Once in the surgery room, the doctors even re-enacted a scene from the Three Stooges with introducing each other, “Doctor, doctor, doctor,” since there were so many of them (it was funny). There was also an OB nurse with the OB and they arranged me so I wasn’t flat on my back, which is a pretty difficult position for me anymore, and reduces oxygen flow to the baby. Then the anesthesiologist and HIS nurse (SO many people in the room!) gave me “oxygen” (yeah, right) and I was asleep very quickly.
I guess I had a rough time in recovery with lots of vomiting, but thankfully I don’t remember much of that. I was VERY sleepy, but the nice nurse let me sleep for several hours. I came out of it and remember feeling much more alert, even though I was still tired. I dozed the whole ride home, but didn’t get sick, even though the less-nice discharge nurse was sure I would (Ha! Showed her!).
Today I’ve felt pretty good, overall! I still am a little lethargic, and definitely get some breakthrough pain every now and then, but I have been doing well just on the extra-strength Tylenol. I also have Vicodin, but I am trying to avoid it if I can, just on the off-chance that there is an effect on Baby. (Speaking of, she has been doing acrobatics all day, so I think she is recovering nicely).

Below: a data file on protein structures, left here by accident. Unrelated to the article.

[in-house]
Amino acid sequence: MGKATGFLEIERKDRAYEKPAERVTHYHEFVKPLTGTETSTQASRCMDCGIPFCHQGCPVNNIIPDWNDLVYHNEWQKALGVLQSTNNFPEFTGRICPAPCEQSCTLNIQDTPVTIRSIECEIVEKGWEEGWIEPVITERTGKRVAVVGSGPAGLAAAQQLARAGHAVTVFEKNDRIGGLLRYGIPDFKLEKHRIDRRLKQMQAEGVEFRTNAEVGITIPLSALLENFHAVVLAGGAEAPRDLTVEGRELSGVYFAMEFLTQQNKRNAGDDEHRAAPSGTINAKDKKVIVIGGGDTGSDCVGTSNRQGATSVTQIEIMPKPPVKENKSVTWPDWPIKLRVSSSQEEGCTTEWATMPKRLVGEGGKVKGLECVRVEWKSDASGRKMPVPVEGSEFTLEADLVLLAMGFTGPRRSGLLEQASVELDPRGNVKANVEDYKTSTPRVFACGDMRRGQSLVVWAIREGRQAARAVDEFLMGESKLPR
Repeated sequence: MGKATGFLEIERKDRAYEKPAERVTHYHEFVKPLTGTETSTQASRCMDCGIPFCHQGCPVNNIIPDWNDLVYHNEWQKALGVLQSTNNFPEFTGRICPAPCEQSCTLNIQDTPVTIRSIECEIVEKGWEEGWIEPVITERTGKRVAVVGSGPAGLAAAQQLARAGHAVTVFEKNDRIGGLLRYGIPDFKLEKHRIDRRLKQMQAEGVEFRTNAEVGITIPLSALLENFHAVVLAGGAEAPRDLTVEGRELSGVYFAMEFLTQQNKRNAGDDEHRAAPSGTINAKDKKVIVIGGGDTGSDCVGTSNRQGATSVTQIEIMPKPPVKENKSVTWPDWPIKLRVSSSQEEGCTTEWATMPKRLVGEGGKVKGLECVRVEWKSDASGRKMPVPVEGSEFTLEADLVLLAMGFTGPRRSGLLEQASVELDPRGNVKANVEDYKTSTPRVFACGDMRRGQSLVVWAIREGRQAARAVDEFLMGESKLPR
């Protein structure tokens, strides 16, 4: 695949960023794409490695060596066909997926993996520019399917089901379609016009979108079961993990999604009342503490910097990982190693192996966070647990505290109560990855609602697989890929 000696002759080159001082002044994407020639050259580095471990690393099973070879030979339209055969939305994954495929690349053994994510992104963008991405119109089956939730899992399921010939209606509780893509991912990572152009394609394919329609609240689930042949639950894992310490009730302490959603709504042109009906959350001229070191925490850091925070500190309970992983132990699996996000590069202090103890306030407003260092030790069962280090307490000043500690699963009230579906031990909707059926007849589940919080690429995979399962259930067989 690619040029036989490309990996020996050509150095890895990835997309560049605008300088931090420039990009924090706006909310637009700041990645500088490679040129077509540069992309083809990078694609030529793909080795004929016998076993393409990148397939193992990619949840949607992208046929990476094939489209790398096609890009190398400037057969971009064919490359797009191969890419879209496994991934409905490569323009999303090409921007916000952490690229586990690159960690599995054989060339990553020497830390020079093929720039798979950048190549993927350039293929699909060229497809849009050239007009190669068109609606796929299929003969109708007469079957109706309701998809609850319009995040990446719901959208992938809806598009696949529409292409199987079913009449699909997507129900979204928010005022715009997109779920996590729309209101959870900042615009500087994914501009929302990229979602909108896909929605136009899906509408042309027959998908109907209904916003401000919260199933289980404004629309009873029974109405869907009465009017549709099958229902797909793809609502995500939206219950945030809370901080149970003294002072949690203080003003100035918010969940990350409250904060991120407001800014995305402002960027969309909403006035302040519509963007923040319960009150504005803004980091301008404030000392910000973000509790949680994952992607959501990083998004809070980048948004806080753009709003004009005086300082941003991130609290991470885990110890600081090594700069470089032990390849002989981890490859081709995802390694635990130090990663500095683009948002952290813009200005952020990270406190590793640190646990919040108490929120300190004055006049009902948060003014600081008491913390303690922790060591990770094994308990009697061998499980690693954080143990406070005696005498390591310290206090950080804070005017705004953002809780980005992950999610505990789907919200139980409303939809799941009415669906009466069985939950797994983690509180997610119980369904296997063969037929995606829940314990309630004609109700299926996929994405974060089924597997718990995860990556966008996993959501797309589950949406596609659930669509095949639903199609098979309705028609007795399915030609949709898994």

By far the worst part is my appearance. I’ve decided I look like a zombie victim of a vampire attack, with my stitches on my forehead, and bandages on my cheek, neck and collarbone. I certainly don’t think I’ll be going out in public until I can take some of the bandages off (Thursday AM some of them can come off). Hopefully some of the pulling and pain will stop then as well.
Again, THANK YOU for the emails and love. Even though I definitely was not able to respond to them yesterday, I read them all and they gave me strength.
Lots and lots of love,
Shannon and Peter